Utopian socialists believed that socialism is inevitable because it is a more rational system to organise production and life, a system more in line with the ‘good’ nature of human beings. Marxism rejected this reasoning, replacing it with what is known as historical materialism: social systems, it argued, emerge, develop, and die not because they correspond more or less to the ‘natural’ aspirations of the people, but because they become more or less competitive in the process of historical evolution – a version of social Darwinism applied not to individuals, but to communities and countries. In particular, Marxism stated that capitalism develops productive forces up to the point when they can no longer be managed efficiently in societies with markets and private property; at this point social property of the means of production and a centrally planned economy become a more efficient way of managing productive forces, whose social nature has outgrown the narrow private property limits. This prediction did not come true – in the twentieth century socialism came to being not in most advanced capitalist countries, but in the periphery and semi-periphery (USSR, Eastern Europe, China, North Korea, Cuba), and only in North Korea and Cuba it survived into the twenty-first century.
The aim of this conference is to examine why capitalism was competitive in recent 500 years, why it failed in the twentieth century and was replaced by socialism in a large part of the world, and why the socialist societies did not succeed and eventually made a transition back to capitalism. One argument is that the increase in income inequality in 1500-1800 allowed for an increase in savings and investment rates, spurring economic growth, but later the costs of numerous negative consequences of high income inequality – like greater social tensions, high crime rates, and poor institutional capacity of the state – became larger than the benefits of high savings-investment that were making capitalism competitive for 500 years. This could now lead to the emergence of ‘new socialism’ that will not necessarily mean a total elimination of markets and private property, but is likely to limit them substantially for the sake of achieving lower income inequality.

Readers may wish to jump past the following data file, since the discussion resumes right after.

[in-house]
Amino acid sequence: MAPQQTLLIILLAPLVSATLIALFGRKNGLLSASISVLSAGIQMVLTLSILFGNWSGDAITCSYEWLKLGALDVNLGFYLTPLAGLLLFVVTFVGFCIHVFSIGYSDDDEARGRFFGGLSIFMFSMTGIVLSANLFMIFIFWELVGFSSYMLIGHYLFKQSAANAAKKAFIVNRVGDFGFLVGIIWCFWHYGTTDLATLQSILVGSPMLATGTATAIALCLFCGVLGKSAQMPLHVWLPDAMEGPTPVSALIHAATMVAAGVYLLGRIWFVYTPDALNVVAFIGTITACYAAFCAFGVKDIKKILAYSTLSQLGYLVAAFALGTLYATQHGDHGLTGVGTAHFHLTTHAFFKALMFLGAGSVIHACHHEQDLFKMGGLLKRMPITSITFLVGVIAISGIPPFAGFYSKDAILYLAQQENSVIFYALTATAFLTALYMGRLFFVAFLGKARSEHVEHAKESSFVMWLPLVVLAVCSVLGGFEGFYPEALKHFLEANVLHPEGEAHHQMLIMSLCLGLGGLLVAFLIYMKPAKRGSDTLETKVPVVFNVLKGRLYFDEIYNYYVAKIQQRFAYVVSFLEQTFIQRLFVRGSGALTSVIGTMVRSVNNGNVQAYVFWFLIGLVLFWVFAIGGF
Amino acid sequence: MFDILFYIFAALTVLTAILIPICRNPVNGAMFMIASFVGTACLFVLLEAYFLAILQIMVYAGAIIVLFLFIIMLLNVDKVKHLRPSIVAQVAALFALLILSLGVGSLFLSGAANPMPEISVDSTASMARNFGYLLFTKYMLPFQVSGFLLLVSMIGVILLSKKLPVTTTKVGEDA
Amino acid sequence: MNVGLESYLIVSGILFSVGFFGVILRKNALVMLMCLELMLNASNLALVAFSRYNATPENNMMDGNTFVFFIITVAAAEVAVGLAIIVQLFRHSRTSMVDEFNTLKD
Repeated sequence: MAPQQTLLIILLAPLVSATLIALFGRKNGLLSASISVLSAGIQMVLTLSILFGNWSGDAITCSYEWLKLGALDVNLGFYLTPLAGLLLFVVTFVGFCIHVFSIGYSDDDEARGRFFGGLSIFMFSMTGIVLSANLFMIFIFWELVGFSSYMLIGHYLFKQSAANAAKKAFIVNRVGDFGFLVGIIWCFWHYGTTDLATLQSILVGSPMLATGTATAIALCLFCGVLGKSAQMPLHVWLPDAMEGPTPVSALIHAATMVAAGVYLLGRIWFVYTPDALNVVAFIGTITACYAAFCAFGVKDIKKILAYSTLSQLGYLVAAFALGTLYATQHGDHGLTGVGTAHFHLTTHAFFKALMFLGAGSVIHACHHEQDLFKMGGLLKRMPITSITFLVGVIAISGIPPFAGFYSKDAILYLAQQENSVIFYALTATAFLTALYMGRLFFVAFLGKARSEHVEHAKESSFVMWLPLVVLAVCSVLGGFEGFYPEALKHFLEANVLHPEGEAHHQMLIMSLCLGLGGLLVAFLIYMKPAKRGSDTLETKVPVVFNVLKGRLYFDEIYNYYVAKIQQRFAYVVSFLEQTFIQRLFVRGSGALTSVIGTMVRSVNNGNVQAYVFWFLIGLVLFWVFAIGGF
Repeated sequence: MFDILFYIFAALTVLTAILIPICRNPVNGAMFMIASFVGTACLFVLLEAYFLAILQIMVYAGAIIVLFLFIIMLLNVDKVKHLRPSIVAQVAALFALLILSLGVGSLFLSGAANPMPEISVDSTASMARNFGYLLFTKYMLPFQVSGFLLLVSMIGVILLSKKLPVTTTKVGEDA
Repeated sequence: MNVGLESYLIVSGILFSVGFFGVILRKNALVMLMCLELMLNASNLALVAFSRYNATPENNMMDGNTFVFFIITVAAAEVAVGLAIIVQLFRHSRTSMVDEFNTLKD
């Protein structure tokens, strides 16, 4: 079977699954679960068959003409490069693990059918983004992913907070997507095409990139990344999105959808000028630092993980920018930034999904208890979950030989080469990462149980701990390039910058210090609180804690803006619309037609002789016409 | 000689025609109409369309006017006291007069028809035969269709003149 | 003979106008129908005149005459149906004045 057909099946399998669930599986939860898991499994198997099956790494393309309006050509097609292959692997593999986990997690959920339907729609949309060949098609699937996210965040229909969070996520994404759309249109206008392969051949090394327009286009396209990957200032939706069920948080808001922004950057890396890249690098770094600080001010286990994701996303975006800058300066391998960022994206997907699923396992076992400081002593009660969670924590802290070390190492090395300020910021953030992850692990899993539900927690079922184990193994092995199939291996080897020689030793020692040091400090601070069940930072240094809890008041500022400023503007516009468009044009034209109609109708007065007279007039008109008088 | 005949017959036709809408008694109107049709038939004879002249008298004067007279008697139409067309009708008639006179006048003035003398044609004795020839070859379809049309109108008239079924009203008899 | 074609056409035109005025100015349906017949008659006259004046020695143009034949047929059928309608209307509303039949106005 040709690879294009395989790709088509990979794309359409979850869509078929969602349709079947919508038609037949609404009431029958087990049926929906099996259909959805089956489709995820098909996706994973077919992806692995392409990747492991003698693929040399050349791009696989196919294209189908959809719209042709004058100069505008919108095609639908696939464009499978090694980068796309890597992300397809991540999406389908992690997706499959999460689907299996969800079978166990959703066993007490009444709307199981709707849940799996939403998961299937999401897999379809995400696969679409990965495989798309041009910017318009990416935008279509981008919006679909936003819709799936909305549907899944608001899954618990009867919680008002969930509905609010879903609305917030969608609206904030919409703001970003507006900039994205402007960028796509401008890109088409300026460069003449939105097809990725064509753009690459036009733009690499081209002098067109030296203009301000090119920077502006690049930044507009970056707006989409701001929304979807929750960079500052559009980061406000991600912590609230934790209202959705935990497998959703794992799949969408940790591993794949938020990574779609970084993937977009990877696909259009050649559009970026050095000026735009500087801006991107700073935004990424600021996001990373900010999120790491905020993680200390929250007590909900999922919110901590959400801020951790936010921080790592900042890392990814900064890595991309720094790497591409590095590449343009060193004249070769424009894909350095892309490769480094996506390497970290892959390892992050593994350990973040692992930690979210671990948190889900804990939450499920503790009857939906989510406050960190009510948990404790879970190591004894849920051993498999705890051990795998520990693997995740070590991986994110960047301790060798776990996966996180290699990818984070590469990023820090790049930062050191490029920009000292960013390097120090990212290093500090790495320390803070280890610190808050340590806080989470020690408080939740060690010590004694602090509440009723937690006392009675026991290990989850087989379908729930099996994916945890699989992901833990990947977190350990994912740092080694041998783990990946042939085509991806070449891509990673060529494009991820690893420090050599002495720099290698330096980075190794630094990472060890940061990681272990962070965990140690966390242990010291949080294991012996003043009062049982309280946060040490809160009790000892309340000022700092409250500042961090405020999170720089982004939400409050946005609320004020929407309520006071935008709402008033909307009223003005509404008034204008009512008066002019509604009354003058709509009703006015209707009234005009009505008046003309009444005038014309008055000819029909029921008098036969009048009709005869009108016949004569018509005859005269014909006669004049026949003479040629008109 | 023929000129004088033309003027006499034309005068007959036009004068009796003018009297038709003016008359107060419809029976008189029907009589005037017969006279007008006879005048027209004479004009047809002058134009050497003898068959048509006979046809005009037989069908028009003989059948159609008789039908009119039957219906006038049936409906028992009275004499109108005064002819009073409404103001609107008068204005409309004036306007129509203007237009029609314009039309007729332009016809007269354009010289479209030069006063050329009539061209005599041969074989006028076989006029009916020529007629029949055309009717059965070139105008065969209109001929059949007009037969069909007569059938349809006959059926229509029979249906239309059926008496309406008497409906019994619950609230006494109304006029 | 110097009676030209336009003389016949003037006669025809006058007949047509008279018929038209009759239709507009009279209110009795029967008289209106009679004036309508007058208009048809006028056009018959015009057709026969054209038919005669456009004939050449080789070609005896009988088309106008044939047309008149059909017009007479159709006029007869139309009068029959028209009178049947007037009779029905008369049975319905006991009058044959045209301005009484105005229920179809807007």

Georgy Derluguian, Professor of Social Research and Public Policy, New York University Abu Dhabi
Michael Ellman, Professor Emeritus, Amsterdam University
Domenico Nuti, Professor of Comparative Economic Systems, University of Rome “La Sapienza”
Vladimir Popov, Professor, DOC RI Research Director and a Principal Researcher in Central Economics and Mathematics Institute of the Russian Academy of Sciences
Beverly J. Silver, Professor and Chair, Department of Sociology, Director of the Arrighi Center for Global Studies, The Johns Hopkins University, Baltimore, USA
Andres Solimano, International Center for Globalization and Development
Vladislav Zubok, Professor, Department of International History, London School of Economics, UK
Kevan Harris, Assistant Professor, Department of Sociology, University of California-Los Angeles, USA
The conference will take place at the DOC Offices in Berlin on 23 -24 October, from 10:00-17:00.
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Agnieszka Rzepka: Arzepka@doc-research.org